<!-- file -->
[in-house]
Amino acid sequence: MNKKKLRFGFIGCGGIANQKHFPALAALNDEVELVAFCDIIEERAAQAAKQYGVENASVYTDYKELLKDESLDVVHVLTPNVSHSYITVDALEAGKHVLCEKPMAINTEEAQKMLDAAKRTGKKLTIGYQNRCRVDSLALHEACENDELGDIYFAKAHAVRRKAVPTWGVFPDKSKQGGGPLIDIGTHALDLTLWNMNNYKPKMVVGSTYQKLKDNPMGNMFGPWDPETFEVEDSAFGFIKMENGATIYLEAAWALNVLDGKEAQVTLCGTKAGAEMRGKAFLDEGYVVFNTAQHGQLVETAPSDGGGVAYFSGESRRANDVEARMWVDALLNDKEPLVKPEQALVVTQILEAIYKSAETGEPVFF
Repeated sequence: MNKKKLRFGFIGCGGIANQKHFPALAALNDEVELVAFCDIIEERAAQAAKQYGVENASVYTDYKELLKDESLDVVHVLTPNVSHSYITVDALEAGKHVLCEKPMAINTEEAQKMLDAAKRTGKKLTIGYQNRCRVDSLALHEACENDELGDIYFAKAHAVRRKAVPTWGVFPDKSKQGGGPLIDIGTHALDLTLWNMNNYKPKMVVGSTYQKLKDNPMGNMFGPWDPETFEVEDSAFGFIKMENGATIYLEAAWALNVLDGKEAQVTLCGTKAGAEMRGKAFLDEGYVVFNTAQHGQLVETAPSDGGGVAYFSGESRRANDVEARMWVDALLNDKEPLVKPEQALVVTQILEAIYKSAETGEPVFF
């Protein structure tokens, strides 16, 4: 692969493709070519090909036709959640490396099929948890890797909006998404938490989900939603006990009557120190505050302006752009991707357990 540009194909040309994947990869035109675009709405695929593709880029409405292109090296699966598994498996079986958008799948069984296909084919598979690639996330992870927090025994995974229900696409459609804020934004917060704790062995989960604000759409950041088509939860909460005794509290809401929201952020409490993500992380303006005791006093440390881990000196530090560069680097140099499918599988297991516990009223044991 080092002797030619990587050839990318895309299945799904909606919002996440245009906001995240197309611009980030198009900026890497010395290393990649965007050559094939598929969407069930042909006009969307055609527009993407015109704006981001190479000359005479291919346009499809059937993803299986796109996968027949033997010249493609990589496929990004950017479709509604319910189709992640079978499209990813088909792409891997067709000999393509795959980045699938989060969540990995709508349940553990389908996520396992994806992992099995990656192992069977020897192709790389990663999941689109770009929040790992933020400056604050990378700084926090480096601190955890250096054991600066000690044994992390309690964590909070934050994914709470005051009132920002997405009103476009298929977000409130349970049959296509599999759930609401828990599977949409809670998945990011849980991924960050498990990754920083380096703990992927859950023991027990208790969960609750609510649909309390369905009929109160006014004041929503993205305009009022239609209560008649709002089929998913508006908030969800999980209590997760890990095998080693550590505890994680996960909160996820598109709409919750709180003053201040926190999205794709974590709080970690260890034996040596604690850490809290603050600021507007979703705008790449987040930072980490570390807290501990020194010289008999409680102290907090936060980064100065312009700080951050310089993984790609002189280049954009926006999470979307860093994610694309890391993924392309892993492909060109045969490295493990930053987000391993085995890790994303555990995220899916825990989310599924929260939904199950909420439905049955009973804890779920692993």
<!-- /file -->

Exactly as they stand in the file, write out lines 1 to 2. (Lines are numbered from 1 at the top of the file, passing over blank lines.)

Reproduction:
[in-house]
Amino acid sequence: MNKKKLRFGFIGCGGIANQKHFPALAALNDEVELVAFCDIIEERAAQAAKQYGVENASVYTDYKELLKDESLDVVHVLTPNVSHSYITVDALEAGKHVLCEKPMAINTEEAQKMLDAAKRTGKKLTIGYQNRCRVDSLALHEACENDELGDIYFAKAHAVRRKAVPTWGVFPDKSKQGGGPLIDIGTHALDLTLWNMNNYKPKMVVGSTYQKLKDNPMGNMFGPWDPETFEVEDSAFGFIKMENGATIYLEAAWALNVLDGKEAQVTLCGTKAGAEMRGKAFLDEGYVVFNTAQHGQLVETAPSDGGGVAYFSGESRRANDVEARMWVDALLNDKEPLVKPEQALVVTQILEAIYKSAETGEPVFF